It’s a Friday afternoon in December at the Cupboard Cafe, and owner-operator Mary Dee Grant is busy as she awaits delivery of 17 x 50-pound bags of flour and prepares to pack countless boxes with the her family’s famous sticky cinnamon buns.
The cafe at 137 Huddle Road in New Harbor is only open seasonally, but every December, Grant and his small staff are inundated with vacation orders from across the country for his family’s famous buns.
Food has been a part of Grant’s family tradition for over 90 years, and his heritage on Huddle Road goes back even further.
“Each generation adds its own twist,” Grant said on Dec. 9.
Cyrus and Narcissa Ellis, Grant’s great-great-great-grandparents, settled on Huddle Road in the mid-19th century in the house where Grant’s father still resides. In the 1930s, his great-grandmother, Myrtle Parmenter Crocker McLain, opened a restaurant and inn on the homestead and Grant’s grandparents inherited the operation.
“Our family’s trademark has always been to feed people,” she said. “You didn’t go to my grandmother’s house without being fed, and it didn’t matter if you had already eaten.”
Grant’s parents, Claudia and Fred Hatch, continued the family tradition by opening the Cupboard Cafe in 1995 with Grant and current chef Jennifer Leeman, eventually building their Huddle Road location in 2004.
Now, Grant brings his own entrepreneurial ingenuity to the cafe, but his parents’ fingerprints on the business are indelible.
Claudia Hatch, responsible for coffee’s most popular recipes, worked in the kitchen until her passing in July of this year, and Fred Hatch continues to make dough for coffee to this day, despite his best intentions to take his retirement after a professional life spent between hotcakes and Bath Iron Works.
“The amount of backbone my parents put into this business has made it stand up to a lot,” Grant said. “(They) have laid a solid foundation to build on.”
The buns were meant to be just a small piece of the cafe when it first opened, but soon the lines of customers outside the cafe door, all waiting to order their buns, became regular.
Grant said baking has become a staple of the experience for many full-time and seasonal residents in Bristol.
Grant is not sure what it is specifically about the buns that set them apart and allow people to order each year; Leeman and Fred Hatch put a lot of effort into making them by hand, according to Claudia Hatch’s recipe, and Grant said they meet the essential criteria for the best buns.
“They’re big, they’re soft, they’re gooey,” she said.
Leeman has been a part of the cafe since it opened in 1995, and she’s responsible for baking each bun by hand while Hatch comes in to make the dough. With a lot of creativity and ingenuity, Leeman also makes lamps from old wooden buoys and sells them to the cafe.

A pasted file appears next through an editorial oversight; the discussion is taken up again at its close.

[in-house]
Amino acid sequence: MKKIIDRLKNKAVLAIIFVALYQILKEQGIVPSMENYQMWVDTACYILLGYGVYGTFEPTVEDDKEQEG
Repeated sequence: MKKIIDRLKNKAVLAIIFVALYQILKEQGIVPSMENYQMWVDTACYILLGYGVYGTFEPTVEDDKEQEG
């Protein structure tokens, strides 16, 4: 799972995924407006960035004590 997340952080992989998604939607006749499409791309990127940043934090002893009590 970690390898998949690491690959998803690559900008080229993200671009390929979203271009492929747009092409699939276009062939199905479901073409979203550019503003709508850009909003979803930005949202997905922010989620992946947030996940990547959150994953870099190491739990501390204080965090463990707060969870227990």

“She is the most diligent time management master I have ever known,” Grant said.
After a few years of mostly seasonal operation, Grant and his parents learned that residents would order the buns even after they were gone for the season, so the cafe began shipping them across the country.
The kitchen will bake up to 45 dozen buns a day and ship them three days a week with a Sunday prep. The buns are baked, cooled and packaged the same day they are shipped, with the frosting sent in a bag separate from the buns.
Grant takes care of the order processing and packaging, and she goes so far as to handwrite a note for each box. It’s a Thanksgiving marathon until the last local coffee pickup day on December 23, in which Grant and his small team are usually exhausted but inundated with gratitude.
“We didn’t do anything big to make it grow. It was all word of mouth and just very slow and steady development, ”she said.
Since he began offering nationwide bread roll shipping throughout the four seasons, Grant has started looking for other ways to continue operating through the fall, winter and spring without fully open the cafe in person.
So Grant, Leeman and Hatch launched their first Cupboard Cafe Market this fall. The market has a weekly meal rotation, including pies, pizzas, chowders and other popular recipes from the coffee repertoire that customers can pre-order and take home on a set day each week.
Like orders for cinnamon and sticky buns, the fall market was built on another of Claudia Hatch’s most popular recipes: her chicken pie. From there, Grant and Leeman continued to develop the menu.
Grant said the market was hit this fall and some customers have gone so far as to buy a few meals at a time and freeze some for the rest of the week.
After a short break, the market will return around mid-January.
The fall market is just another twist the Grant family has added to their restaurant business. Pursuing the family business was something that came naturally to Grant, but she stressed that the business wouldn’t be the success it is without the community around it.
“What a blessing … we are sitting here in the middle of New Harbor and we are talking with people from all over the country and we are part of the traditions of the people … and this is just one of the best,” said she declared.
The last local coffee pickup for the holiday season will be on December 23. Those interested in ordering buns before Christmas should call the cafe at 677-3911 and visit thecupboardcafe.com for more information.